Commentary 1: From Orality to Literacy: From Whence We Came

The relics of a purely oral culture are evident in today’s world in a myriad of ways. Yet is not until reading Walter Ong’s book, Orality and Literacy, that it is possible to recognize the vestiges of an oral culture for what they are. In most of the world, communication today presents in a much different way than is the case in earlier or remote oral cultures. Chapter Three of Walter Ong’s Orality and Literacy outlines the psychodynamics of orality. Ong compares several characteristics when he examines orally based thought to cultures where writing has been introduced.
One intriguing characteristic is Ong’s comparison of storytellers and bards of the oral culture to the chirographic storytellers of a literate culture. Not only is rhyme and repetition an important aspect of orality, but so is the use of what literate society refers to as clichés. These clichés act as mnemonic devices, or hangers upon which a story can be built. What is particularly interesting is the fact that storytellers in oral societies changed their stories depending on the audience they were addressing. Ong refers to Parry’s research that finds that learning to read and write disables the oral poet (Ong, p. 59). Even though Ong describes true storytelling as non-transferable to a chirographic culture, it could be argued that this is not a characteristic that is unique to oral society. Even in chirographic cultures, storytellers adapt their stories to their audience. This is particularly true of teachers. Once teachers internalize information, it is, in essence memorized. Each time a teacher teaches a concept they become a storyteller, even actor and bring life to that concept. Each time a teacher teaches that concept, the “audience” is different, their mood (student and teacher) and energy levels are potentially different, and the amount of detail may vary according to the response of the audience or the amount of time available. Just because we know how to write, it may not necessarily follow that our ability to tell stories is irreparably damaged. Perhaps our memory does become weaker in that we can refer back to information when we forget. Certainly, the ability to remember Homerian epics has been lost. There are, however, still storytellers in chirographic cultures.
Another point that Ong makes in his discussion of Homeostatis is that only the relevant stories are remembered in an oral culture. (Ong, p. 46) This is true of chirographic societies as well. While history is recorded, it can be revised according to the whims of those in power at a given time, especially if the record puts those in power in an unfavourable light. Those who wrote the Bible told stories to illustrate their points. Sometimes, they couldn’t agree on which version of the story to keep and so you have situations where both versions are recorded. For example, in Genesis there are two creation stories. At the time of Nicea, approximately 300 years after Christ’s death, there was great debate as to the nature of Christ. Those who had less power (such as the mystics) in the church lost their stories in favor of those that were accepted by the then leaders.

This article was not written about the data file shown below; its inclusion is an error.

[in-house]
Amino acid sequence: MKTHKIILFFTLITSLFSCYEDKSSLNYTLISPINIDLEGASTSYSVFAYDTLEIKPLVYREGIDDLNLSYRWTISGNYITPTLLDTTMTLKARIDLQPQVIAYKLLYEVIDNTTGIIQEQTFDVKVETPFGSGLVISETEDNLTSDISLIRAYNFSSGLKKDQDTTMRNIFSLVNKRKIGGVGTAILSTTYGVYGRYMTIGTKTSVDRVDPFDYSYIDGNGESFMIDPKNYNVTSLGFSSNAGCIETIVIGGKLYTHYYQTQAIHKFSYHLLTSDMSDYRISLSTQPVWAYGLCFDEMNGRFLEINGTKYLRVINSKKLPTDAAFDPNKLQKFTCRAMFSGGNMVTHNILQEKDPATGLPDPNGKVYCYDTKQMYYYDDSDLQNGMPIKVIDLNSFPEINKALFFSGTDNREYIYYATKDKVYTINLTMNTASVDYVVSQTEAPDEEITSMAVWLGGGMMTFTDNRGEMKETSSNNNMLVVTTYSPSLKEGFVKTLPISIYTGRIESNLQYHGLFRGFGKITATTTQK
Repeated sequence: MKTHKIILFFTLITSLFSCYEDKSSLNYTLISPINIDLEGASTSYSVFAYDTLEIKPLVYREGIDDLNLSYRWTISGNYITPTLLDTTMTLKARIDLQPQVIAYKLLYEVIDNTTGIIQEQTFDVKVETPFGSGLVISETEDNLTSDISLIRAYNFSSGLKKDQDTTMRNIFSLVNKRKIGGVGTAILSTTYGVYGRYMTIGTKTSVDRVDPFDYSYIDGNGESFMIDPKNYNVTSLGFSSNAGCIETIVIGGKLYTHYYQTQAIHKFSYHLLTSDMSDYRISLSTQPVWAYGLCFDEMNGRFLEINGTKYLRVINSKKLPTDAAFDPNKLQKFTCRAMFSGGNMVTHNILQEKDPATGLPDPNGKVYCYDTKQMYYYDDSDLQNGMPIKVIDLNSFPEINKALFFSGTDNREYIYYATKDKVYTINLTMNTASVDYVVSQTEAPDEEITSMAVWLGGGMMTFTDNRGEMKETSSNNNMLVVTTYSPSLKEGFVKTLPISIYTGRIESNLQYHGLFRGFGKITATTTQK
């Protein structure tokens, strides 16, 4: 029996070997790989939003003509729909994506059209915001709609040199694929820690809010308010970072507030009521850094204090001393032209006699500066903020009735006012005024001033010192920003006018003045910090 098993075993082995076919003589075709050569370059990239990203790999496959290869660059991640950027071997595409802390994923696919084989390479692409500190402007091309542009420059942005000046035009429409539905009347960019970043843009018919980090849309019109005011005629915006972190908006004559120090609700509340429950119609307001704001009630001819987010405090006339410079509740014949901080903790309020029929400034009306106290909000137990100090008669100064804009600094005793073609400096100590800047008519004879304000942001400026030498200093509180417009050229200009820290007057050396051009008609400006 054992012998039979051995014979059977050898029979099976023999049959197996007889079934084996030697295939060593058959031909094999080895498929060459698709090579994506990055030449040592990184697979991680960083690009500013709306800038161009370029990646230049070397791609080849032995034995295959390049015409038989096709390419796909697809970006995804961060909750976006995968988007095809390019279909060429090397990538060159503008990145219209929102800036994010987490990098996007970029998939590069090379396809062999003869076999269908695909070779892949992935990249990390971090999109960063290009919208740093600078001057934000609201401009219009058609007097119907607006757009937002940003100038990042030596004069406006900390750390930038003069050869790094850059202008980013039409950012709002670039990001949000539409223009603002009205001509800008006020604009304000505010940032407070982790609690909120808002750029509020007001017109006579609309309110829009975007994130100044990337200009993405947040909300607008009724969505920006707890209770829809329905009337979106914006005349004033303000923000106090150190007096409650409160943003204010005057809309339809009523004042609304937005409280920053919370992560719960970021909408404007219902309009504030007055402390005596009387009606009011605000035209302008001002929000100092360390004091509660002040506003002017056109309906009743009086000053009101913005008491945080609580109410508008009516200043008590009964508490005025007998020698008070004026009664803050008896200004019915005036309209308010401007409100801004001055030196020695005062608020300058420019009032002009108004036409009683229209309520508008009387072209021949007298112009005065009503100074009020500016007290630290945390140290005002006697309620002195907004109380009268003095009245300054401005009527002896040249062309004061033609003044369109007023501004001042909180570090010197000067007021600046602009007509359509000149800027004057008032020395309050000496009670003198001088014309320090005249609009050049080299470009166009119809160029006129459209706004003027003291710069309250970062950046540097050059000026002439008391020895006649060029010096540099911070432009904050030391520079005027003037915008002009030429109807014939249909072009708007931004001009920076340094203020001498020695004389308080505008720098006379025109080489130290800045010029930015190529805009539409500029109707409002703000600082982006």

One final area that deserves some comment is Ong’s discussion of how an oral culture is empathetic and participatory rather than objectively distanced (Ong, pp. 45, 46). It is true that one can be more objective when writing and even more distanced when reading. It seems, however, that writing can be both distancing and participatory, depending on the purpose of the writing. Conversational writing, in the form of posts in a forum, or tweets in Twitter or even Facebook could be considered to be participatory and even empathetic. Similarly, reading can be distancing just because we enter the world of the writer. If, however, we know there are readers out there because they are responding to our posts, then it seems that reading and writing become entwined and participatory. Reading Ong’s book, however, and writing a commentary are very distancing activities, as described in the section, Orality, Community and Sacral (Ong, pp. 73, 74). Ong’s reference to reading the Bible was particularly interesting because it made the written word oral and so fulfilled the intention of God speaking to his followers rather than writing to them. Thus, writing may well not be quite so isolating. Rather it is an attempt to connect to others.
While all of the characteristics he attributes to both oral cultures and chirographic cultures are very recognizable, it appears that there are possibly a few grey areas. Ultimately, Ong gives a framework for the continuum from orality to literacy. Chapter 3 certainly sets the stage for our further study as we strive to understand the changing spaces of reading and writing.

Ong, W. 1982. Orality and Literacy: The Technologizing of the Word. Methuen, London. pp. 31-76.

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2 Responses to Commentary 1: From Orality to Literacy: From Whence We Came

  1. Steph says:

    I love your analogy of teachers as storytellers. It is so true. We do use strategies to remember how to tell our stories as well. For example, I teach French so I try to find rhymes to teach French grammar rules. In science, I use acronyms to teach the order of planets. You are so right when you say we adjust our stories for the audience as well, depending on the grade level or even for reading groups in one class.

  2. Leonora Zefi says:

    Hi Sian.
    Enjoyed reading your commentary. Your statement “While history is recorded, it can be revised according to the whims of those in power at a given time” in particular resonated with my criticisms of Ong’s take on “writing being more objective”. While I agree that when writing we are somewhat distanced from the audience, we all bring our views and biases into what we are writing about.


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